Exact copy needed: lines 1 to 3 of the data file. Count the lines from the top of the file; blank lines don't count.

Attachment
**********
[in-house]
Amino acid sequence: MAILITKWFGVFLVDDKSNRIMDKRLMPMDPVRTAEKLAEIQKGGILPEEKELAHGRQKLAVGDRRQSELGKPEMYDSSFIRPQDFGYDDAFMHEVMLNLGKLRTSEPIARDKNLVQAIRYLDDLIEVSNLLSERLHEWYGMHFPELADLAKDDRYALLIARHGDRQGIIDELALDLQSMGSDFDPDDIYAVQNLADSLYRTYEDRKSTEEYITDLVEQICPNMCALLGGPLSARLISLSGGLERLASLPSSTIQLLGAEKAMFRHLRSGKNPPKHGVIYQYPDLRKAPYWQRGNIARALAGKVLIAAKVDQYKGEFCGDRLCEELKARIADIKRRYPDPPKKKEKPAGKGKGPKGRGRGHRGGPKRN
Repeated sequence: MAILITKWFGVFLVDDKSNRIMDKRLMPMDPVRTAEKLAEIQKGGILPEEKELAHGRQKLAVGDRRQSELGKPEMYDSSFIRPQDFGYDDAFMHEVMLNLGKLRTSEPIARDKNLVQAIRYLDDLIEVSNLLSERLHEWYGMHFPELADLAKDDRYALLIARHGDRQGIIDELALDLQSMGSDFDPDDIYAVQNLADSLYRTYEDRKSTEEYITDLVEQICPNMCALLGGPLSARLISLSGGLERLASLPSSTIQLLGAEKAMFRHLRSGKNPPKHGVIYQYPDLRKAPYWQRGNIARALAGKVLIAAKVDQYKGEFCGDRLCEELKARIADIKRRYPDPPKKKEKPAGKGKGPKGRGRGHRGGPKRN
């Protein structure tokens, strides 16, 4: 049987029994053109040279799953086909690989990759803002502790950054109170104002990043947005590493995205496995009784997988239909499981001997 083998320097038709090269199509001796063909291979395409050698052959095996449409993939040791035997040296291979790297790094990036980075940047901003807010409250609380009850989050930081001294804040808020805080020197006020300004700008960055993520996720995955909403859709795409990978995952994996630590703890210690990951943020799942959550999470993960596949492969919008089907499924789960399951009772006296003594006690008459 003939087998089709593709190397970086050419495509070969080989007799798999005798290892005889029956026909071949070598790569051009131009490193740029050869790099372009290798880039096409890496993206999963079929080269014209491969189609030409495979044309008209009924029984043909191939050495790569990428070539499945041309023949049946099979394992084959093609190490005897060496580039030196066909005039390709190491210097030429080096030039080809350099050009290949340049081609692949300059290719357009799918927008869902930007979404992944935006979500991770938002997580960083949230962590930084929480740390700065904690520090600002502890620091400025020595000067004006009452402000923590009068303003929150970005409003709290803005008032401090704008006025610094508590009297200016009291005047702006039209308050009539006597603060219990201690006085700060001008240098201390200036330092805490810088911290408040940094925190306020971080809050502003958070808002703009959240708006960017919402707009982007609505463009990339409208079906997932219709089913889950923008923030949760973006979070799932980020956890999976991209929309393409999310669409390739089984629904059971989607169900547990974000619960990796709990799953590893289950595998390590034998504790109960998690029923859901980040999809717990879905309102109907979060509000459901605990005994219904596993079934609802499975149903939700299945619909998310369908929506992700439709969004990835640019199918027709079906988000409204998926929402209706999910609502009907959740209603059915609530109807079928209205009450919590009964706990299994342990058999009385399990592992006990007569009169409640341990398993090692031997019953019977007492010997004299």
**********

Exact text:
[in-house]
Amino acid sequence: MAILITKWFGVFLVDDKSNRIMDKRLMPMDPVRTAEKLAEIQKGGILPEEKELAHGRQKLAVGDRRQSELGKPEMYDSSFIRPQDFGYDDAFMHEVMLNLGKLRTSEPIARDKNLVQAIRYLDDLIEVSNLLSERLHEWYGMHFPELADLAKDDRYALLIARHGDRQGIIDELALDLQSMGSDFDPDDIYAVQNLADSLYRTYEDRKSTEEYITDLVEQICPNMCALLGGPLSARLISLSGGLERLASLPSSTIQLLGAEKAMFRHLRSGKNPPKHGVIYQYPDLRKAPYWQRGNIARALAGKVLIAAKVDQYKGEFCGDRLCEELKARIADIKRRYPDPPKKKEKPAGKGKGPKGRGRGHRGGPKRN
Repeated sequence: MAILITKWFGVFLVDDKSNRIMDKRLMPMDPVRTAEKLAEIQKGGILPEEKELAHGRQKLAVGDRRQSELGKPEMYDSSFIRPQDFGYDDAFMHEVMLNLGKLRTSEPIARDKNLVQAIRYLDDLIEVSNLLSERLHEWYGMHFPELADLAKDDRYALLIARHGDRQGIIDELALDLQSMGSDFDPDDIYAVQNLADSLYRTYEDRKSTEEYITDLVEQICPNMCALLGGPLSARLISLSGGLERLASLPSSTIQLLGAEKAMFRHLRSGKNPPKHGVIYQYPDLRKAPYWQRGNIARALAGKVLIAAKVDQYKGEFCGDRLCEELKARIADIKRRYPDPPKKKEKPAGKGKGPKGRGRGHRGGPKRN